Interview & Podcast: Sharing Key to eSpare’s Growth

Discussion
Apr 08, 2010
George Anderson

By George Anderson

Listen to an in-depth interview with Matthew Henton, Marketing Director, eSpares.
See the RetailWire Podcast below.

By George Anderson

There’s hope for the mechanically challenged among us who until now have been
resigned to paying repair shops to fix our broken appliances. ESpares, a website
that sells spare parts for home and garden products to consumers around the
globe, and its handier customers have teamed up to show us how to fix pretty
much anything.

Matthew Henton, marketing director at eSpares, told RetailWire, “The
vast majority of what we sell kinda clicks or snaps into place or the most
advanced equipment you need is a screwdriver. So people are finding it easy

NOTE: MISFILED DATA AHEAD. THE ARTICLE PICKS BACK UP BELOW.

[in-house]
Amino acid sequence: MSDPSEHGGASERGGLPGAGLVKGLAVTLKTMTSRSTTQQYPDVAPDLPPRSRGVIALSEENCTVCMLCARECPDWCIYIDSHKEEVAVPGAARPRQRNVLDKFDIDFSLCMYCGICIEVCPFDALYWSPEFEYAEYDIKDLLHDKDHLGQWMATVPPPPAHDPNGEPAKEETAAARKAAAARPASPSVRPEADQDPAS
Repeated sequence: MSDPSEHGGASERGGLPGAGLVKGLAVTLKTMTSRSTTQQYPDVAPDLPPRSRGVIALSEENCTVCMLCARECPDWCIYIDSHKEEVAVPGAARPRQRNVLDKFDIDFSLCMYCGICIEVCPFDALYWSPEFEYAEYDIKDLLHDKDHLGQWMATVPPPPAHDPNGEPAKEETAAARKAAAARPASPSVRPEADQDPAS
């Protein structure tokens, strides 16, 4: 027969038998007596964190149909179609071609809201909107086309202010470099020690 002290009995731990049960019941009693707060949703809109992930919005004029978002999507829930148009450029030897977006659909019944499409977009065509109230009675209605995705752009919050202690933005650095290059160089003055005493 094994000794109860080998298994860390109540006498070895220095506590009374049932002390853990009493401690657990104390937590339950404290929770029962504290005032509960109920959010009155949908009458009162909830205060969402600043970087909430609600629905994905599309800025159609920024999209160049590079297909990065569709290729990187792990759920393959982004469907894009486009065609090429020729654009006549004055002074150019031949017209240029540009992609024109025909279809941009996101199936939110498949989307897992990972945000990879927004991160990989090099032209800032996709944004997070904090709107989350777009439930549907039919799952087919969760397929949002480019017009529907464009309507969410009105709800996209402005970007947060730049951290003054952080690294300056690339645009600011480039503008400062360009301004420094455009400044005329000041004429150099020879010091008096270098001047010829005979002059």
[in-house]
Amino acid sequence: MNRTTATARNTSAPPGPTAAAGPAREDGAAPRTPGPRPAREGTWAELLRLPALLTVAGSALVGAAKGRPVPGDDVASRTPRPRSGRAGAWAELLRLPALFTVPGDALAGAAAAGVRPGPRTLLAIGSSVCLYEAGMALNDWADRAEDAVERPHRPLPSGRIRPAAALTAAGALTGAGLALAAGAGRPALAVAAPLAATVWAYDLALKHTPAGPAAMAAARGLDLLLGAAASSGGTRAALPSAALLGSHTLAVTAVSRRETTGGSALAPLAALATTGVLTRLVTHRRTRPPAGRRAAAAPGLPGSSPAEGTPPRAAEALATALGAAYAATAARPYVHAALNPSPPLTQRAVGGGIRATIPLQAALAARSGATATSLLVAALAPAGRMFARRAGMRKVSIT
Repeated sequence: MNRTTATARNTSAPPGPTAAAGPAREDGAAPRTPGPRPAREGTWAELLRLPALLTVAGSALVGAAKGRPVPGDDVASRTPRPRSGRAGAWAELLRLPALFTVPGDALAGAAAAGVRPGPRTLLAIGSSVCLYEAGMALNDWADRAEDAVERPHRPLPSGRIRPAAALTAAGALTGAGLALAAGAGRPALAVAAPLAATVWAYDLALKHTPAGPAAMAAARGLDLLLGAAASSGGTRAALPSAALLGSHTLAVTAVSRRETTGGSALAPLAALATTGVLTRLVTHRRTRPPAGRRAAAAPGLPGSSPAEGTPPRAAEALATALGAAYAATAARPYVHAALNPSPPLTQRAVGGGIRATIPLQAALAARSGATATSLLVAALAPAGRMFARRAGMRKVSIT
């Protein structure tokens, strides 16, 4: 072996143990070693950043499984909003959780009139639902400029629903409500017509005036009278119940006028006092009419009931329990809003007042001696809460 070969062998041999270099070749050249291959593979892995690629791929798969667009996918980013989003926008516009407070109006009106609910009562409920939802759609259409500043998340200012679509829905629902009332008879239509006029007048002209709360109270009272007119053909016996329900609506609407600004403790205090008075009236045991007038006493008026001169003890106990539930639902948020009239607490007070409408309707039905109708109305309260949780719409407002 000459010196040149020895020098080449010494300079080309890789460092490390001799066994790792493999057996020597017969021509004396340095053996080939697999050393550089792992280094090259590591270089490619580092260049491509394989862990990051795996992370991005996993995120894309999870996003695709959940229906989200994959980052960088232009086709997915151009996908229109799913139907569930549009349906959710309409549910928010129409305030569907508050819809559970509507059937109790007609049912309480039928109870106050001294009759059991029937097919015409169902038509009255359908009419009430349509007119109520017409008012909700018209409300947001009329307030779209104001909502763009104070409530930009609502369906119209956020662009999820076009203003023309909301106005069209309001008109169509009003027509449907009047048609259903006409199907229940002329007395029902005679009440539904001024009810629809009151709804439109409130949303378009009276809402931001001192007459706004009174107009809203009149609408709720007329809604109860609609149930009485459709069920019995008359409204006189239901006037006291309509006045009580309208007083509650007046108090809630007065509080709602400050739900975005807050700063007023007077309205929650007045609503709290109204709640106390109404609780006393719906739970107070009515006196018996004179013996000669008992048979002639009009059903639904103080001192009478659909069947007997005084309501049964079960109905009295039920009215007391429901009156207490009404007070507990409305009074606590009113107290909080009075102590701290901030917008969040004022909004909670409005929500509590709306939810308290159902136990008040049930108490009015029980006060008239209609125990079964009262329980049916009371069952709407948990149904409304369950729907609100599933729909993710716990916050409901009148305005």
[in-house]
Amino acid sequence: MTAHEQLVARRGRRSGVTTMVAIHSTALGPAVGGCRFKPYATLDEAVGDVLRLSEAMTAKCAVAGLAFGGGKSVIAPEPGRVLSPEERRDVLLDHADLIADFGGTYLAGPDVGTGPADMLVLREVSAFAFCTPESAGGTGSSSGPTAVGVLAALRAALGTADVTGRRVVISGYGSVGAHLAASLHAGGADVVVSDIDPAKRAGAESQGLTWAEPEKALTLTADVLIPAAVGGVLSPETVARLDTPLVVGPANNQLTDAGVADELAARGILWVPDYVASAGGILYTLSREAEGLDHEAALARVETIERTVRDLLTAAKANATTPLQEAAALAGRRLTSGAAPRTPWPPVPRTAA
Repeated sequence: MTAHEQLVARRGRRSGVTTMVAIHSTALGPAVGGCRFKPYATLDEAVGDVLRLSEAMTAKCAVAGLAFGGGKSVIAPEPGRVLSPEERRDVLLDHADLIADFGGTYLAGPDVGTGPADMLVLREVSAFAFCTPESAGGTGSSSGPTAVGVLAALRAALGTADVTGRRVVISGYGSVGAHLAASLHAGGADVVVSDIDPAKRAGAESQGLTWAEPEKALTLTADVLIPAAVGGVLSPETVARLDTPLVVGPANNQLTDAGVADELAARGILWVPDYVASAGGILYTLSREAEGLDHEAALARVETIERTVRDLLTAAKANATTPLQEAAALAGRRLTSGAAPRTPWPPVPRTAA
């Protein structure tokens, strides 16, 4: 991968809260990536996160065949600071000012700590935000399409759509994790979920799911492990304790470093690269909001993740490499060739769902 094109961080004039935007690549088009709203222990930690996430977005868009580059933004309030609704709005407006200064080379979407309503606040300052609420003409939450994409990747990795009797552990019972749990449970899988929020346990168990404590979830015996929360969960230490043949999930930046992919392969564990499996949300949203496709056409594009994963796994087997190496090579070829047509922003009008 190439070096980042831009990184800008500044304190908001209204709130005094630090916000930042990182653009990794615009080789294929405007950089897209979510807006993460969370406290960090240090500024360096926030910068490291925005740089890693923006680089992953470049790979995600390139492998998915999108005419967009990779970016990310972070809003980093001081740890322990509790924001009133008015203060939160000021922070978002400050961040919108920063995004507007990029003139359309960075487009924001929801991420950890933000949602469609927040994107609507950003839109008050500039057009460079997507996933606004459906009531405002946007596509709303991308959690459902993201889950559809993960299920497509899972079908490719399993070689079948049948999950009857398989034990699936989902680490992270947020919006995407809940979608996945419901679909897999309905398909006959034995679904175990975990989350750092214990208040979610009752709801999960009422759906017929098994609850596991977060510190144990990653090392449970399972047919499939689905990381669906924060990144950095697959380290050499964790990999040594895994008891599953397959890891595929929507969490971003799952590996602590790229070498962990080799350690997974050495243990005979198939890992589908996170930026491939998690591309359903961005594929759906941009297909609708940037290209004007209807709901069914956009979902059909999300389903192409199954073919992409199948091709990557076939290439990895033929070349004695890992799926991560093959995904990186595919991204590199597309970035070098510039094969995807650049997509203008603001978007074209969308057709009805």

to fix it themselves.”

The U.K.-based company has seen its business grow steadily since it launched
in 2004.

“There certainly seems to have been in the last couple of years a real
appetite for fixing it yourself among consumers. The economic conditions obviously
play a part in that,” said Mr. Henton. “People looking at tightening
household budgets, looking at holding onto an appliance for an extra few years
whereas they might have replaced it and fitting spare parts themselves. And,
yeah, people just looking at callout fees from service firms and thinking ‘well,
could I do that myself if I got the right part?'”

Among the keys to eSpares’ success have been product reviews from customers.

“We went into this with a little bit of apprehension as to whether we
would actually just have utter silence from our customers and nobody would